John Meacham john at repetae.net
Thu Feb 16 00:08:47 EST 2006

On Wed, Feb 15, 2006 at 10:53:48AM -0500, Stephanie Weirich wrote:
> Hi John,
> Dimitrios, Simon and I have been talking about FirstClassExistentials 
> recently.  (Since they aren't currently implemented in any Haskell 
> compiler, their inclusion in Haskell' seems unlikely, but I would like 
> to seem them discussed for not-too future versions of Haskell.)
> In particular, they do seem like a natural extension to arbitrary-rank 
> polymorphism and I agree that they have the potential to be much more 
> convenient than ExistentialQuantification, particularly in conjunction 
> with GADTs and ImpredicativePolymorphism.  I don't think it makes sense 
> to add them without some sort of arbitrary-rank polymorphism (as 
> discussed in the paper "Practical type inference for arbitrary-rank 
> types") because they need to be enabled by typing annotations (and 
> perhaps some kind of local inference) as is necessary for arbitrary-rank 
> universals.  Like first-class universals, types containing first-class 
> existentials cannot be guessed, so if a function should return something 
> of type exists a. Show a => a, then the type of the function should be 
> annotated.

Ah, what a coincidence, I just emailed simon about adding existentials
to the type inferencer described in the boxy types paper. I recently
rewrote the jhc typechecker to be based on that one with good results.
it ended up being much smaller than the original one based on the typing
haskell in haskell paper. rank-n is working fine and I need to teach my
back-end to accept impredicative types but it is a great improvement.

I am experimenting with adding first class existentials in jhc, but sort
of on a trial-and-error type path.

> The tricky parts that Dimitrios, Simon and I are talking about now have 
> to do with the subsumption relation: when is one type "more general" 
> than another, given that both may contain arbitrary universal and 
> existential types. This subsumption relation is important for 
> automatically coercing into and out of the existential type. 
> For example, if
> f :: (exists a. (a, a -> a)) -> Int
> then  it should be sound to apply f to the argument
> (3, \x -> x + 1)
> just like it is sound to apply
> g :: forall a. (a, a->a) -> Int
> to the same argument.

My first try which I have implemented but am not sure if it is correct,
was to add a first class exists type, perform 'exists-hoisting' to turn
all exists in 'strictly contravarient' (rank-0 contravariant?) position
into (possibly rank-n) types involving foralls leaving only existential
quatification to the right of function arrows. I then just added the
dual of the 'forall' rules given in the boxy types paper when it
encounters an exists. (i.e., SPEC when one SKOLs, and vice versa)

This was more of an experiment than anything and I have not formally
studied it at all. I believe the boxy types algorithm of pushing types
downward will propagate all the existential types to the right spot. My
handwavy informal thinking is that it works for rank-n types, and exists
can be encoded via them :)

> You are right in that "strictly contravariant" existentials (to coin a 
> new term) don't add much to expressiveness, and perhaps that observation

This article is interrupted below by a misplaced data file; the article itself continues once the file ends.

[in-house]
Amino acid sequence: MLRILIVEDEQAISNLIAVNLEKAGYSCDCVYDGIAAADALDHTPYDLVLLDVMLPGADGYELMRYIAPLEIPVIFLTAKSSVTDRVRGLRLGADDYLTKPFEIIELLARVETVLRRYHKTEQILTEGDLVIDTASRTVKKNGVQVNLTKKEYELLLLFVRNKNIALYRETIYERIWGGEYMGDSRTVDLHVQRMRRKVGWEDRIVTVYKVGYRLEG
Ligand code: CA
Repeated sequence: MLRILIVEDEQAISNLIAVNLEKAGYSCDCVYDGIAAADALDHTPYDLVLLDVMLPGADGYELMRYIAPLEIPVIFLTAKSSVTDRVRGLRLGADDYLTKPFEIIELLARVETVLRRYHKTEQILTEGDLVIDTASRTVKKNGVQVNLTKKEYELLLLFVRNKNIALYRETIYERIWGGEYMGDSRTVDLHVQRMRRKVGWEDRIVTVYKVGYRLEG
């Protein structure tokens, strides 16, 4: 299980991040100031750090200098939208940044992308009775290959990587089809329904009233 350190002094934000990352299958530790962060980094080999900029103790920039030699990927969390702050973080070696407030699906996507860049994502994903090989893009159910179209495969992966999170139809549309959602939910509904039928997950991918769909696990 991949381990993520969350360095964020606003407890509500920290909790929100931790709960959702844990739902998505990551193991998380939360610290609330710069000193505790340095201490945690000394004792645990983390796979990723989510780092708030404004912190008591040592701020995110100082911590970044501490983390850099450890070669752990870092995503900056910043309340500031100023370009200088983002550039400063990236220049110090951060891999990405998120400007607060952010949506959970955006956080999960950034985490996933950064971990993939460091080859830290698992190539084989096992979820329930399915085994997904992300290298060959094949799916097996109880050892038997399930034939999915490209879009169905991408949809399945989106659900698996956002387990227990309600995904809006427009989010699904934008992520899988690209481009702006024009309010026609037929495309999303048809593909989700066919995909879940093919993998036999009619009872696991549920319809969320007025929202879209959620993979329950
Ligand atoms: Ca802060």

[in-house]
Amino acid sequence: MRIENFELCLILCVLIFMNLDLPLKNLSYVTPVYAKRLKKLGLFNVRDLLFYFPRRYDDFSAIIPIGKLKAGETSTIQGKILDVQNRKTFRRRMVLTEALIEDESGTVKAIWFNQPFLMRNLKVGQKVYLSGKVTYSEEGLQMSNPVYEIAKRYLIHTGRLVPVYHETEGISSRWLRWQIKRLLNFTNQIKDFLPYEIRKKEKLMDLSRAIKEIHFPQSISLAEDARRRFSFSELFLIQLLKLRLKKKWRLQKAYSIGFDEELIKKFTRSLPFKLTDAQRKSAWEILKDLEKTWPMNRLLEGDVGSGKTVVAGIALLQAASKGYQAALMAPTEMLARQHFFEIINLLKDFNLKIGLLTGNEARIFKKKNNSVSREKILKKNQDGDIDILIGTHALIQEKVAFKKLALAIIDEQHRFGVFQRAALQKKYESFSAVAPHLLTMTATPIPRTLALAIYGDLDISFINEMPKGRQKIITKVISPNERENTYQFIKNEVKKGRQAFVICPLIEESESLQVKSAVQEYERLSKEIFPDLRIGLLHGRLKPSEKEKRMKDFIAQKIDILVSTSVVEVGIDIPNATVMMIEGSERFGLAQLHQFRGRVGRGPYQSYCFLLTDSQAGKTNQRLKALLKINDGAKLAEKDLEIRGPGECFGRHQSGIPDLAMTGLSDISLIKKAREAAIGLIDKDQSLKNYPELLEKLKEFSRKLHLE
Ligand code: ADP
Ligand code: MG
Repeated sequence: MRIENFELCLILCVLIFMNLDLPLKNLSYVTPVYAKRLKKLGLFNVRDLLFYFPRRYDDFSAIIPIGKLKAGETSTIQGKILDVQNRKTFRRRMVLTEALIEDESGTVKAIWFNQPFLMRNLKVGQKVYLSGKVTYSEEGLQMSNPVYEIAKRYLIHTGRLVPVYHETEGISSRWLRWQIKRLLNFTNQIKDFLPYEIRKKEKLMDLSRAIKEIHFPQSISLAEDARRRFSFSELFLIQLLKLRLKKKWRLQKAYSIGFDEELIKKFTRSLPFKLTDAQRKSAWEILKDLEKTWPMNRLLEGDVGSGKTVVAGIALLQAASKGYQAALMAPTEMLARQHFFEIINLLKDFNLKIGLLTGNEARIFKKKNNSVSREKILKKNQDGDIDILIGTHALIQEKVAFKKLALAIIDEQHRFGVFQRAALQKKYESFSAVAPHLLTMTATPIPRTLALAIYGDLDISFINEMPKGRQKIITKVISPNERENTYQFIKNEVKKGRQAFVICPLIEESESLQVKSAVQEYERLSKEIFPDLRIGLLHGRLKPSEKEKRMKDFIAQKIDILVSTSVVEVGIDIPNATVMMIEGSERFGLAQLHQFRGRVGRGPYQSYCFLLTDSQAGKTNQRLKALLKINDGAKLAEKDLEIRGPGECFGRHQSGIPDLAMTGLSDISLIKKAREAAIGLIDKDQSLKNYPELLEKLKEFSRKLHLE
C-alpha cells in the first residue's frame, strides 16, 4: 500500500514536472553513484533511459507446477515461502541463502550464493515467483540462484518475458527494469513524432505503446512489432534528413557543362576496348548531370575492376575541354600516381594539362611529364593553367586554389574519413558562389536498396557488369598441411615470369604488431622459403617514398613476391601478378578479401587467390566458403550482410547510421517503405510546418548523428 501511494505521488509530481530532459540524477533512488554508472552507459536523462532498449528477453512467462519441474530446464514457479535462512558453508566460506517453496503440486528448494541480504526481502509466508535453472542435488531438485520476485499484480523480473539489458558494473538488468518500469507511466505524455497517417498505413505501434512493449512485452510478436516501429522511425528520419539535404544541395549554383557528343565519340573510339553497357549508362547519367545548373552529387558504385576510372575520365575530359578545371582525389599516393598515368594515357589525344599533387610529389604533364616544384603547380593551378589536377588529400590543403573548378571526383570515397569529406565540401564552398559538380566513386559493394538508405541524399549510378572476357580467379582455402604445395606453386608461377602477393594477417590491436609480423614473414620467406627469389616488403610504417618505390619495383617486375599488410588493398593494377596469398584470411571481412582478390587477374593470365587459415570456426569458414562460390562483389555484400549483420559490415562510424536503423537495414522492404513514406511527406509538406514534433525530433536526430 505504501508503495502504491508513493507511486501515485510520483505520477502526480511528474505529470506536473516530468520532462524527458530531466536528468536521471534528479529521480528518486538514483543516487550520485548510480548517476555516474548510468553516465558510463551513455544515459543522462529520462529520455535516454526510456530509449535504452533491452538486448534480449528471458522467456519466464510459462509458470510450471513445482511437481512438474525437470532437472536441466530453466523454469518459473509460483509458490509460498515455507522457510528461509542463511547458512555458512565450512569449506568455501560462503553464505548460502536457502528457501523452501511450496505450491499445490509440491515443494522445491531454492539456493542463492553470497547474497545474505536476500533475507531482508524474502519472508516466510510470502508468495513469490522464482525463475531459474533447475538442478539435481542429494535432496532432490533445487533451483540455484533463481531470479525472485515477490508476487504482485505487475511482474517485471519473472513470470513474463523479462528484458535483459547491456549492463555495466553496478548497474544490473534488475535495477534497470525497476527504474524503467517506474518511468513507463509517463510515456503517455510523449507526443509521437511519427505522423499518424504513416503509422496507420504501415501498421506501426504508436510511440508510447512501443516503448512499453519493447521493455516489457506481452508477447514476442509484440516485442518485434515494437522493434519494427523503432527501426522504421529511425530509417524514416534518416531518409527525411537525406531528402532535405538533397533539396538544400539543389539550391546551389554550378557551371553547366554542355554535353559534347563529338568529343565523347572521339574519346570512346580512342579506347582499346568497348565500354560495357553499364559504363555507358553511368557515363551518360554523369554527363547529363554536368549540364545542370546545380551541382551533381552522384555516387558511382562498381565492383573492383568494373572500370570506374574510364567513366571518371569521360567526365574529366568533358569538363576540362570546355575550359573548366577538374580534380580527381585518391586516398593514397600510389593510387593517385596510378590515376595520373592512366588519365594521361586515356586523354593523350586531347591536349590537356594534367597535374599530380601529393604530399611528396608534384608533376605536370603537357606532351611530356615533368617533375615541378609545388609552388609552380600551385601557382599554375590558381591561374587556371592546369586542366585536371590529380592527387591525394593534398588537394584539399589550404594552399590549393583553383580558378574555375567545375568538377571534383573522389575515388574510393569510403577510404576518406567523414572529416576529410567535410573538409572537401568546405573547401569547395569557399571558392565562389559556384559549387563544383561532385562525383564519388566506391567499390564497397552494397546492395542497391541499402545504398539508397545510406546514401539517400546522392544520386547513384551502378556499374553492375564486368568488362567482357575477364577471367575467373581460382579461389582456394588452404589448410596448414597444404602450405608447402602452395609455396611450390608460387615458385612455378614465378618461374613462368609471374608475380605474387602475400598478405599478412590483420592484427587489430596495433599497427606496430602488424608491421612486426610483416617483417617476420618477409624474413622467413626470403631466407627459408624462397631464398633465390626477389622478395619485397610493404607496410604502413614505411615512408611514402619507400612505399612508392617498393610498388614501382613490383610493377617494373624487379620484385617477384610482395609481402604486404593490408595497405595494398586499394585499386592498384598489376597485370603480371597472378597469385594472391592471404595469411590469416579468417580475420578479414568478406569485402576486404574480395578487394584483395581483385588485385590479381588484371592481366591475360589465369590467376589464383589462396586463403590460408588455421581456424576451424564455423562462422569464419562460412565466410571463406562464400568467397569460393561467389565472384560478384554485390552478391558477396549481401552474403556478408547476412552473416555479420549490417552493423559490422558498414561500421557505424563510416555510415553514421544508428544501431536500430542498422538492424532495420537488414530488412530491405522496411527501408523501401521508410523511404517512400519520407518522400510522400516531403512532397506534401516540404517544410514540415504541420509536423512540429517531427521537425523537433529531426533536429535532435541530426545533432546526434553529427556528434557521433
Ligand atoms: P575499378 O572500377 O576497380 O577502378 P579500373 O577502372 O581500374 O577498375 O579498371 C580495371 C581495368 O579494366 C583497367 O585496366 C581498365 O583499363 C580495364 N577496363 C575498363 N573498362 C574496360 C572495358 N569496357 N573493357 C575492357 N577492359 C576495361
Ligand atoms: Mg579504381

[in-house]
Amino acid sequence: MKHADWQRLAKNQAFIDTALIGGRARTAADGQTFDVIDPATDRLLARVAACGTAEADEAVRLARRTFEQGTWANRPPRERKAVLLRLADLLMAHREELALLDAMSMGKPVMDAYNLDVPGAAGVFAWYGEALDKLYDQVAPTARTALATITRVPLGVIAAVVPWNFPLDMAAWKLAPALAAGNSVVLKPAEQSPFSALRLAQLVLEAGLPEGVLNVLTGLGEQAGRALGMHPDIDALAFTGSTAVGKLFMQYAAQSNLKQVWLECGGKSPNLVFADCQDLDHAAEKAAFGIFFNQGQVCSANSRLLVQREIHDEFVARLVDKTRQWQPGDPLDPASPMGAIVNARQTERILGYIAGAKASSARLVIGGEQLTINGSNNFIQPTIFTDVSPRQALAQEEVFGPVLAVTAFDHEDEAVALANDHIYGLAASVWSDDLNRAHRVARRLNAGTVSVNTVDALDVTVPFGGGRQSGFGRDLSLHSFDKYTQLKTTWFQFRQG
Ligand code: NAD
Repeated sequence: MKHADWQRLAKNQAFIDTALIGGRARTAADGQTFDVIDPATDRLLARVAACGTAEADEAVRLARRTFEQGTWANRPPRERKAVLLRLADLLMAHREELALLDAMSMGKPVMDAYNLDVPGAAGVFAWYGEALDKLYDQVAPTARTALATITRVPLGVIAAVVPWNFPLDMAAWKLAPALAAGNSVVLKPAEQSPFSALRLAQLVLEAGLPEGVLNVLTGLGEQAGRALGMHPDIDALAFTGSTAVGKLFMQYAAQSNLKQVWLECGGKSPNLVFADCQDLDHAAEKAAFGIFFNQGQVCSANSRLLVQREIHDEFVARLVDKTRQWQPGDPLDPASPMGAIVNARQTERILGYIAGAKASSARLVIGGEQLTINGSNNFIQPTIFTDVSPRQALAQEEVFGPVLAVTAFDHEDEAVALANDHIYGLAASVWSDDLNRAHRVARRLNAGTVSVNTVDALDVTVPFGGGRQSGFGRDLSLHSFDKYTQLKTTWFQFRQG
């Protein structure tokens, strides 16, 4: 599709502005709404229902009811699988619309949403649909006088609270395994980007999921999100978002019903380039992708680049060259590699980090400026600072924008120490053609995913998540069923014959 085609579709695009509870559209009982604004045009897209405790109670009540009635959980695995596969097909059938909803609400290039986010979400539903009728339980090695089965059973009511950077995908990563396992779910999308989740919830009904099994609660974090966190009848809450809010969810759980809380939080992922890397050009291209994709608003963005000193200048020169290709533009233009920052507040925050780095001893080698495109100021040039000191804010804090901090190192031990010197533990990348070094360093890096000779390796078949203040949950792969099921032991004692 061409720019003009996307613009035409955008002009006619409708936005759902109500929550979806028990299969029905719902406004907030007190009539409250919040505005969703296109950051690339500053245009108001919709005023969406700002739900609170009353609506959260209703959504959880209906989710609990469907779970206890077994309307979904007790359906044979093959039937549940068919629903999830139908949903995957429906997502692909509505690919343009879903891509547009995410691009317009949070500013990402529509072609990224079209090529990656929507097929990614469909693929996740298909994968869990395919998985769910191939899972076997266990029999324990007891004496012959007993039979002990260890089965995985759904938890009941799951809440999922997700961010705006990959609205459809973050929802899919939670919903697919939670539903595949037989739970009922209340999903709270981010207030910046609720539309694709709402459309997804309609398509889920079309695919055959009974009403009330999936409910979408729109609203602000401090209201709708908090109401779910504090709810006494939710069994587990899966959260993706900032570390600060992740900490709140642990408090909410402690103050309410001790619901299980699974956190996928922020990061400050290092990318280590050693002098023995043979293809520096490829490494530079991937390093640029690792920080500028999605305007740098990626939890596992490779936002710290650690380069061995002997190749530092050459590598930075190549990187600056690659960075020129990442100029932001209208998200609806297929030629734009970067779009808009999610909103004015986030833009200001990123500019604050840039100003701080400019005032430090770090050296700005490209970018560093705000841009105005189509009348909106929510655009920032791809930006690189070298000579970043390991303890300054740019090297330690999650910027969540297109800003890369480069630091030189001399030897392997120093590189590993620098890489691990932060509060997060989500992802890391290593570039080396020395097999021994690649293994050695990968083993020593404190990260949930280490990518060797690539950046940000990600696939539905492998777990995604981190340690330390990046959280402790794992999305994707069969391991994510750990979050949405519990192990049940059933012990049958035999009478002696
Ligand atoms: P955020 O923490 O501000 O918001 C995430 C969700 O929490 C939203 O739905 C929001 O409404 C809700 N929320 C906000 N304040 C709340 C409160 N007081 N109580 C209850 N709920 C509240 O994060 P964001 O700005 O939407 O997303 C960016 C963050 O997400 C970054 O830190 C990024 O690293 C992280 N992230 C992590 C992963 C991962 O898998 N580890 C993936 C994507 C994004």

> will help in the development of our subsumption relation.  (As an aside, 
> I think that this is analogous to the fact that "strictly covariant" 
> first-class universals aren't all that important.  
> f :: Int -> (forall a. a -> a)
> should be just as good as 
> f :: forall a. Int -> a -> a.
> Some arbitrary rank papers disallow types like the former: in the 
> practical type inference paper, we just make sure that these two types 
> are equivalent.  )

indeed. I do the same thing in jhc. during the 'forall' hoisting phase
it pulls all foralls out of the right side of of function arrows and
exists out of the left side and pulls them to the top.

even without first class existentials, they are useful in type synonyms
when they are eventually used in strictly contravariant ways.

As for the implementation, I was planning on turning them into unboxed
tuples of the value and its type. however, some magic is needed because
you expect things like

x :: exists a . a
x `seq` y

to work, but you can't seq the unboxed tuple, in order to solve this I
'de-first-class' existentials. as in, though they appear as first class
in the haskell type system, no values ever actually exists with an
existential type, as in 'x' above is just the raw haskell value and it
auto-tuples and auto-detuples it with the appropriate type parameter
when needed, but x's representation does not change.

Due to the transformations above, this only needs to be done at two
points, the call/return of a function that produces an existential type
and placing or pulling them out of data structures. I am not comfortable
with case matching being recursive, in that the type you pull out of the
structure needs to scope over the case match itself. but I don't see
another alternative.

existentials passed as parameters to data types present some issues.

(exists a . (a, a -> Char), Int)

to solve this, I also hoist existentials out of data structures when

so the above becomes

exists a . ((a, a -> Char), Int)

and then hopefully the exists can be hoisted into a top level forall.

but if not, the implementation becomes

(# a::*,((a, a -> Char), Int) #)

so hoisting existentials out of data types means we don't have to
instantiate the data types at existential types or put unboxed tuples
inside of them (or introduce spurious boxing).. of course. this doesn't
work in all cases...


John Meacham - ⑆repetae.net⑆john⑈

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